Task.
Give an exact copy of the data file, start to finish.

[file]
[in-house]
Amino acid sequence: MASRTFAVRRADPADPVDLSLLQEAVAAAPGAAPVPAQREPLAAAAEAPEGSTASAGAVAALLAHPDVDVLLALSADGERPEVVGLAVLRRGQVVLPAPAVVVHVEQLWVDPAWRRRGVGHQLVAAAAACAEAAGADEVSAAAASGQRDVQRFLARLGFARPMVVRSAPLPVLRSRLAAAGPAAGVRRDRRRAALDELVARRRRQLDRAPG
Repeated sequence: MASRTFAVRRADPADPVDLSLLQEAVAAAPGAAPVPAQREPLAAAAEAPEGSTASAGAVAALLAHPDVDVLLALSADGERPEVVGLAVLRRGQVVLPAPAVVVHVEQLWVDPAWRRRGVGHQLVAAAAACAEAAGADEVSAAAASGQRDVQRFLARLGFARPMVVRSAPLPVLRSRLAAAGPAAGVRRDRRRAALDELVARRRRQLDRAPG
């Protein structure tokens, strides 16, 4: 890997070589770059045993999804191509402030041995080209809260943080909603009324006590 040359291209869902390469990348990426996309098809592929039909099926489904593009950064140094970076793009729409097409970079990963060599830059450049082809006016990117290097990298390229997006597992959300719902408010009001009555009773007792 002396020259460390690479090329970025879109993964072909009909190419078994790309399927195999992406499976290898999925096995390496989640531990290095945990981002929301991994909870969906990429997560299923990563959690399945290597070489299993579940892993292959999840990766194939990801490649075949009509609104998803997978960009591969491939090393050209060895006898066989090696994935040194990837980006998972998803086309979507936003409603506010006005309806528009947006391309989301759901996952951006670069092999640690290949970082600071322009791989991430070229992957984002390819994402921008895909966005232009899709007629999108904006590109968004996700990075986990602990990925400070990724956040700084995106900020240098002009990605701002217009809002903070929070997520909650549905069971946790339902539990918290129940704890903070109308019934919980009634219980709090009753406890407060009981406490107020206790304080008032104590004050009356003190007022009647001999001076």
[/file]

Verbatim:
[in-house]
Amino acid sequence: MASRTFAVRRADPADPVDLSLLQEAVAAAPGAAPVPAQREPLAAAAEAPEGSTASAGAVAALLAHPDVDVLLALSADGERPEVVGLAVLRRGQVVLPAPAVVVHVEQLWVDPAWRRRGVGHQLVAAAAACAEAAGADEVSAAAASGQRDVQRFLARLGFARPMVVRSAPLPVLRSRLAAAGPAAGVRRDRRRAALDELVARRRRQLDRAPG
Repeated sequence: MASRTFAVRRADPADPVDLSLLQEAVAAAPGAAPVPAQREPLAAAAEAPEGSTASAGAVAALLAHPDVDVLLALSADGERPEVVGLAVLRRGQVVLPAPAVVVHVEQLWVDPAWRRRGVGHQLVAAAAACAEAAGADEVSAAAASGQRDVQRFLARLGFARPMVVRSAPLPVLRSRLAAAGPAAGVRRDRRRAALDELVARRRRQLDRAPG
């Protein structure tokens, strides 16, 4: 890997070589770059045993999804191509402030041995080209809260943080909603009324006590 040359291209869902390469990348990426996309098809592929039909099926489904593009950064140094970076793009729409097409970079990963060599830059450049082809006016990117290097990298390229997006597992959300719902408010009001009555009773007792 002396020259460390690479090329970025879109993964072909009909190419078994790309399927195999992406499976290898999925096995390496989640531990290095945990981002929301991994909870969906990429997560299923990563959690399945290597070489299993579940892993292959999840990766194939990801490649075949009509609104998803997978960009591969491939090393050209060895006898066989090696994935040194990837980006998972998803086309979507936003409603506010006005309806528009947006391309989301759901996952951006670069092999640690290949970082600071322009791989991430070229992957984002390819994402921008895909966005232009899709007629999108904006590109968004996700990075986990602990990925400070990724956040700084995106900020240098002009990605701002217009809002903070929070997520909650549905069971946790339902539990918290129940704890903070109308019934919980009634219980709090009753406890407060009981406490107020206790304080008032104590004050009356003190007022009647001999001076």